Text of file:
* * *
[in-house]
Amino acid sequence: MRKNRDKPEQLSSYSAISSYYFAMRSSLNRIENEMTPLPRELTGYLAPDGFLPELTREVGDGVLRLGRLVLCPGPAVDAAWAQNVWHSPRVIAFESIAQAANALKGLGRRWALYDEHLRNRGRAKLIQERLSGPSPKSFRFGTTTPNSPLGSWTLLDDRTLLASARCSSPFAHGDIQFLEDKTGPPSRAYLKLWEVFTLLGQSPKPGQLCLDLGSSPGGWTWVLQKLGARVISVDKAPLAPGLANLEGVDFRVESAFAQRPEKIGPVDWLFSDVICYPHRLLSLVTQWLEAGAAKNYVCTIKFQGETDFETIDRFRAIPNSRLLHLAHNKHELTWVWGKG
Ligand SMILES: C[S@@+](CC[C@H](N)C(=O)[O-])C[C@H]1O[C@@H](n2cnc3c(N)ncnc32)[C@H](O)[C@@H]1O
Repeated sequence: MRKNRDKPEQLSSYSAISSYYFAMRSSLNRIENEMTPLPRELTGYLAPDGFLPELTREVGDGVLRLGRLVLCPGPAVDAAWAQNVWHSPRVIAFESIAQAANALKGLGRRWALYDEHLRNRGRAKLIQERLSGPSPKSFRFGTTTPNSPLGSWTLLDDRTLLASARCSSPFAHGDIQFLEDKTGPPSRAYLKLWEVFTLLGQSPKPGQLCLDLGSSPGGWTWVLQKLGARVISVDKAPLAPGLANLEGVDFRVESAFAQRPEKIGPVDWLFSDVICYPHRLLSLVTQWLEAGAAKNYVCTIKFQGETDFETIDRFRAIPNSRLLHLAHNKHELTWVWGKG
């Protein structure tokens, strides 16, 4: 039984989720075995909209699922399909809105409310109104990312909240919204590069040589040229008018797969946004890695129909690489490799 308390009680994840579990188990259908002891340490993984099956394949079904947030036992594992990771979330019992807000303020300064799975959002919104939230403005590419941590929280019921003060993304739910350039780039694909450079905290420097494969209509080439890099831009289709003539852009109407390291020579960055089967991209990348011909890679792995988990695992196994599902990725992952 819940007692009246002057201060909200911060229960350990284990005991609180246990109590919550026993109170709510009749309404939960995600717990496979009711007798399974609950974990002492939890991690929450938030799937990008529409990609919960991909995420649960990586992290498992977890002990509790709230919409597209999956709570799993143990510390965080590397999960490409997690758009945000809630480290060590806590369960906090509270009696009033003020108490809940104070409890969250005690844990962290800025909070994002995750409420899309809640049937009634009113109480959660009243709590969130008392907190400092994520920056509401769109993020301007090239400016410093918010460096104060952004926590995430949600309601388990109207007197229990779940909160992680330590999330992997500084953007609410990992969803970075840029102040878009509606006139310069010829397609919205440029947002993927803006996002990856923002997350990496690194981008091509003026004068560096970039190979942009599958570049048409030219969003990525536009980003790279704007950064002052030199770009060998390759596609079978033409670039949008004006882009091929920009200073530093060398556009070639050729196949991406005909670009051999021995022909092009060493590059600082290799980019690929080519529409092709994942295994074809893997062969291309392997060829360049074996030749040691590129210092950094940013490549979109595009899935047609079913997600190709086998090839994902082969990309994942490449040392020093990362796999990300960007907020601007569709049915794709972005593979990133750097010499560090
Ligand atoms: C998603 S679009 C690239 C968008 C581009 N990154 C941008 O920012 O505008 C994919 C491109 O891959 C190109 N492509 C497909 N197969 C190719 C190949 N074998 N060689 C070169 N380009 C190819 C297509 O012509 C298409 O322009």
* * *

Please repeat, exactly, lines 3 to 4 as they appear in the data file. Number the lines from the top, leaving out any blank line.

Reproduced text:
Ligand SMILES: C[S@@+](CC[C@H](N)C(=O)[O-])C[C@H]1O[C@@H](n2cnc3c(N)ncnc32)[C@H](O)[C@@H]1O
Repeated sequence: MRKNRDKPEQLSSYSAISSYYFAMRSSLNRIENEMTPLPRELTGYLAPDGFLPELTREVGDGVLRLGRLVLCPGPAVDAAWAQNVWHSPRVIAFESIAQAANALKGLGRRWALYDEHLRNRGRAKLIQERLSGPSPKSFRFGTTTPNSPLGSWTLLDDRTLLASARCSSPFAHGDIQFLEDKTGPPSRAYLKLWEVFTLLGQSPKPGQLCLDLGSSPGGWTWVLQKLGARVISVDKAPLAPGLANLEGVDFRVESAFAQRPEKIGPVDWLFSDVICYPHRLLSLVTQWLEAGAAKNYVCTIKFQGETDFETIDRFRAIPNSRLLHLAHNKHELTWVWGKG